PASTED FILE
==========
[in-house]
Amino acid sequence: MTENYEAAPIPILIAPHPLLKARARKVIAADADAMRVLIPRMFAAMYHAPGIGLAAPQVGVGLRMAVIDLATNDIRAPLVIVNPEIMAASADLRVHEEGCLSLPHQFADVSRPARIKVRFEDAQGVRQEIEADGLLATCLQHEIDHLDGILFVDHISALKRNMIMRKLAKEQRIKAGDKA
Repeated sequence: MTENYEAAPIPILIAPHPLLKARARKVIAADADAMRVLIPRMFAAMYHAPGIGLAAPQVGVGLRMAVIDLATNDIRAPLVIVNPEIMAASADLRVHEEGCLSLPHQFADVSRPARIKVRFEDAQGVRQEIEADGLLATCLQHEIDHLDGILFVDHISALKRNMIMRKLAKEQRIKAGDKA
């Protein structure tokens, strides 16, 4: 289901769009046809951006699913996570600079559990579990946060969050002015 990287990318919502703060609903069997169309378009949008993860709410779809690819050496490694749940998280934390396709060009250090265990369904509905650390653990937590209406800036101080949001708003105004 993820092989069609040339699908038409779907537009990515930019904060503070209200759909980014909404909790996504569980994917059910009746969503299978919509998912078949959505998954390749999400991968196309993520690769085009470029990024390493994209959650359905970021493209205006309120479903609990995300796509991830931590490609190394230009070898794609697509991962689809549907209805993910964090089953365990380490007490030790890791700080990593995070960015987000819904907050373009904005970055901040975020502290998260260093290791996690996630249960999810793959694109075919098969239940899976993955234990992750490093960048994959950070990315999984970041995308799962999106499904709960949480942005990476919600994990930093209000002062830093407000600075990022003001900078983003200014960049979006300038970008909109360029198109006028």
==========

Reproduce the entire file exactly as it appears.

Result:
[in-house]
Amino acid sequence: MTENYEAAPIPILIAPHPLLKARARKVIAADADAMRVLIPRMFAAMYHAPGIGLAAPQVGVGLRMAVIDLATNDIRAPLVIVNPEIMAASADLRVHEEGCLSLPHQFADVSRPARIKVRFEDAQGVRQEIEADGLLATCLQHEIDHLDGILFVDHISALKRNMIMRKLAKEQRIKAGDKA
Repeated sequence: MTENYEAAPIPILIAPHPLLKARARKVIAADADAMRVLIPRMFAAMYHAPGIGLAAPQVGVGLRMAVIDLATNDIRAPLVIVNPEIMAASADLRVHEEGCLSLPHQFADVSRPARIKVRFEDAQGVRQEIEADGLLATCLQHEIDHLDGILFVDHISALKRNMIMRKLAKEQRIKAGDKA
């Protein structure tokens, strides 16, 4: 289901769009046809951006699913996570600079559990579990946060969050002015 990287990318919502703060609903069997169309378009949008993860709410779809690819050496490694749940998280934390396709060009250090265990369904509905650390653990937590209406800036101080949001708003105004 993820092989069609040339699908038409779907537009990515930019904060503070209200759909980014909404909790996504569980994917059910009746969503299978919509998912078949959505998954390749999400991968196309993520690769085009470029990024390493994209959650359905970021493209205006309120479903609990995300796509991830931590490609190394230009070898794609697509991962689809549907209805993910964090089953365990380490007490030790890791700080990593995070960015987000819904907050373009904005970055901040975020502290998260260093290791996690996630249960999810793959694109075919098969239940899976993955234990992750490093960048994959950070990315999984970041995308799962999106499904709960949480942005990476919600994990930093209000002062830093407000600075990022003001900078983003200014960049979006300038970008909109360029198109006028």